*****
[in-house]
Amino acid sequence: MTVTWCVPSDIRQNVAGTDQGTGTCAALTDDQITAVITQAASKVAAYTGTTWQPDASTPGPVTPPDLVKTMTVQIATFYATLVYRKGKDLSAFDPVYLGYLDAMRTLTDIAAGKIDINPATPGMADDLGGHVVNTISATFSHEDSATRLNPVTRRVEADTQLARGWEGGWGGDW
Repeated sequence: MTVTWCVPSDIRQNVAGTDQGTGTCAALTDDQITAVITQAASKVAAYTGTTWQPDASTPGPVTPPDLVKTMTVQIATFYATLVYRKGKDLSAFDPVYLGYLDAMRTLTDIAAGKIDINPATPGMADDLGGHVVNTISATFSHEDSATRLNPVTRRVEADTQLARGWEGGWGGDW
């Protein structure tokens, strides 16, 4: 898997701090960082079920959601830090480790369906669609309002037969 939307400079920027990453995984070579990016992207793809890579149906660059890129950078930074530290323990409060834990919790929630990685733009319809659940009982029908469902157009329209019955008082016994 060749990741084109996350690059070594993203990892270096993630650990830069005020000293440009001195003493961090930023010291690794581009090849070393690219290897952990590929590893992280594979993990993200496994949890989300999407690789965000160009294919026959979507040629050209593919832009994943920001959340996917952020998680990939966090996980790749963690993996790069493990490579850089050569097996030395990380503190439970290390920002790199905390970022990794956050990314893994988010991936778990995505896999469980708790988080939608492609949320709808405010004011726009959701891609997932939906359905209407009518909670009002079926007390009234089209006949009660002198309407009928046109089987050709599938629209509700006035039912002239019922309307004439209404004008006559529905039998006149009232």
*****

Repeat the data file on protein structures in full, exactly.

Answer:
[in-house]
Amino acid sequence: MTVTWCVPSDIRQNVAGTDQGTGTCAALTDDQITAVITQAASKVAAYTGTTWQPDASTPGPVTPPDLVKTMTVQIATFYATLVYRKGKDLSAFDPVYLGYLDAMRTLTDIAAGKIDINPATPGMADDLGGHVVNTISATFSHEDSATRLNPVTRRVEADTQLARGWEGGWGGDW
Repeated sequence: MTVTWCVPSDIRQNVAGTDQGTGTCAALTDDQITAVITQAASKVAAYTGTTWQPDASTPGPVTPPDLVKTMTVQIATFYATLVYRKGKDLSAFDPVYLGYLDAMRTLTDIAAGKIDINPATPGMADDLGGHVVNTISATFSHEDSATRLNPVTRRVEADTQLARGWEGGWGGDW
């Protein structure tokens, strides 16, 4: 898997701090960082079920959601830090480790369906669609309002037969 939307400079920027990453995984070579990016992207793809890579149906660059890129950078930074530290323990409060834990919790929630990685733009319809659940009982029908469902157009329209019955008082016994 060749990741084109996350690059070594993203990892270096993630650990830069005020000293440009001195003493961090930023010291690794581009090849070393690219290897952990590929590893992280594979993990993200496994949890989300999407690789965000160009294919026959979507040629050209593919832009994943920001959340996917952020998680990939966090996980790749963690993996790069493990490579850089050569097996030395990380503190439970290390920002790199905390970022990794956050990314893994988010991936778990995505896999469980708790988080939608492609949320709808405010004011726009959701891609997932939906359905209407009518909670009002079926007390009234089209006949009660002198309407009928046109089987050709599938629209509700006035039912002239019922309307004439209404004008006559529905039998006149009232």